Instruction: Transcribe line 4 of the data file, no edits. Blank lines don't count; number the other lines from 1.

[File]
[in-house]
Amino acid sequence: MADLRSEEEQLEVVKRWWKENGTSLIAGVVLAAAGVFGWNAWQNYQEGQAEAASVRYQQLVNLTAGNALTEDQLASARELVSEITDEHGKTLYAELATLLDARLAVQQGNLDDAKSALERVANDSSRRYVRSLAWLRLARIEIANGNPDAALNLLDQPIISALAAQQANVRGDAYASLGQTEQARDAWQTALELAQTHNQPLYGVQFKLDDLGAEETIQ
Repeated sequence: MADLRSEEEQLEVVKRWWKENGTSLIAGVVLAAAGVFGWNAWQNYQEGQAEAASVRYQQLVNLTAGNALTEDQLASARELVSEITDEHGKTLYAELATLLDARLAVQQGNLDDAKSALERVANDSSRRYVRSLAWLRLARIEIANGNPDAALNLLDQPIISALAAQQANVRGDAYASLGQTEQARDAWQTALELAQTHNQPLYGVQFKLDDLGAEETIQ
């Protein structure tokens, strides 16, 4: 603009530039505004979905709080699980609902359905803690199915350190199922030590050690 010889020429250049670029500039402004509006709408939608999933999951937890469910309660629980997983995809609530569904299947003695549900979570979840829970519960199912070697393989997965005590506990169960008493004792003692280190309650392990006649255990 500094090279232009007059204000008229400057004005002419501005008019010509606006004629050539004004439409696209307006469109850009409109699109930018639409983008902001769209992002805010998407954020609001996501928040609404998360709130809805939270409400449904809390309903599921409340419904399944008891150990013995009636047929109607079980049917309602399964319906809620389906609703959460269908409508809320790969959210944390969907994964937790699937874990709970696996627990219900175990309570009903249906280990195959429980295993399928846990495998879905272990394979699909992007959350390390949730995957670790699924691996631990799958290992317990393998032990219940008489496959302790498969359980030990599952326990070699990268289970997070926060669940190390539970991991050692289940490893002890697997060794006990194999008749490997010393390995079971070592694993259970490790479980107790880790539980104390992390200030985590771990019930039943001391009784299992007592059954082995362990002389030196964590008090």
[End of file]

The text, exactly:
């Protein structure tokens, strides 16, 4: 603009530039505004979905709080699980609902359905803690199915350190199922030590050690 010889020429250049670029500039402004509006709408939608999933999951937890469910309660629980997983995809609530569904299947003695549900979570979840829970519960199912070697393989997965005590506990169960008493004792003692280190309650392990006649255990 500094090279232009007059204000008229400057004005002419501005008019010509606006004629050539004004439409696209307006469109850009409109699109930018639409983008902001769209992002805010998407954020609001996501928040609404998360709130809805939270409400449904809390309903599921409340419904399944008891150990013995009636047929109607079980049917309602399964319906809620389906609703959460269908409508809320790969959210944390969907994964937790699937874990709970696996627990219900175990309570009903249906280990195959429980295993399928846990495998879905272990394979699909992007959350390390949730995957670790699924691996631990799958290992317990393998032990219940008489496959302790498969359980030990599952326990070699990268289970997070926060669940190390539970991991050692289940490893002890697997060794006990194999008749490997010393390995079971070592694993259970490790479980107790880790539980104390992390200030985590771990019930039943001391009784299992007592059954082995362990002389030196964590008090």